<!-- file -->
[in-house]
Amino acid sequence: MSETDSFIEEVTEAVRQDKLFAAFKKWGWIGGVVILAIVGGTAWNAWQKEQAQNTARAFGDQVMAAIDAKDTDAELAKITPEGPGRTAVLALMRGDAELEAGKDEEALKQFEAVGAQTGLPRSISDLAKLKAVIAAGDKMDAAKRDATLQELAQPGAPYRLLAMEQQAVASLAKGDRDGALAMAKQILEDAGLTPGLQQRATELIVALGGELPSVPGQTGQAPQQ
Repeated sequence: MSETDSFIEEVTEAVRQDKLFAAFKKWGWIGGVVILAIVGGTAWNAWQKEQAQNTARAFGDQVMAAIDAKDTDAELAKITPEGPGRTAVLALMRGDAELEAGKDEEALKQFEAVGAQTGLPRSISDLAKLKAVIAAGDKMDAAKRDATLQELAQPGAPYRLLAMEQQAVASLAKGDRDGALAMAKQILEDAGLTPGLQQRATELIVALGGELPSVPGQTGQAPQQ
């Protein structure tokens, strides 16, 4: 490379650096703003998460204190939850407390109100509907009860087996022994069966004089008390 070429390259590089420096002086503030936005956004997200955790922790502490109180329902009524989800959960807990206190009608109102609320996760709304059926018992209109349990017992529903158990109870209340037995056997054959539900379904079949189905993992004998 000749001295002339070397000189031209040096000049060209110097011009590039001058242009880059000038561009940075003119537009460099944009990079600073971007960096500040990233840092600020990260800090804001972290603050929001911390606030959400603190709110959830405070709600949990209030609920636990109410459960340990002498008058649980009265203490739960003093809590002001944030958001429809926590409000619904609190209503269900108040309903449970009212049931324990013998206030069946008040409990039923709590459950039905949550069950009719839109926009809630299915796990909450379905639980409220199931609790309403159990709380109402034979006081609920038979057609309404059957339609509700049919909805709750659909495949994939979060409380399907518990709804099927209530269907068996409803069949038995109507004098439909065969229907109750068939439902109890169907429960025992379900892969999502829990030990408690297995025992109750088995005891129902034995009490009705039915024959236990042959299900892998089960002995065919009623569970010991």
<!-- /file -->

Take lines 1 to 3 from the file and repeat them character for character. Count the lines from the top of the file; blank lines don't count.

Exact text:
[in-house]
Amino acid sequence: MSETDSFIEEVTEAVRQDKLFAAFKKWGWIGGVVILAIVGGTAWNAWQKEQAQNTARAFGDQVMAAIDAKDTDAELAKITPEGPGRTAVLALMRGDAELEAGKDEEALKQFEAVGAQTGLPRSISDLAKLKAVIAAGDKMDAAKRDATLQELAQPGAPYRLLAMEQQAVASLAKGDRDGALAMAKQILEDAGLTPGLQQRATELIVALGGELPSVPGQTGQAPQQ
Repeated sequence: MSETDSFIEEVTEAVRQDKLFAAFKKWGWIGGVVILAIVGGTAWNAWQKEQAQNTARAFGDQVMAAIDAKDTDAELAKITPEGPGRTAVLALMRGDAELEAGKDEEALKQFEAVGAQTGLPRSISDLAKLKAVIAAGDKMDAAKRDATLQELAQPGAPYRLLAMEQQAVASLAKGDRDGALAMAKQILEDAGLTPGLQQRATELIVALGGELPSVPGQTGQAPQQ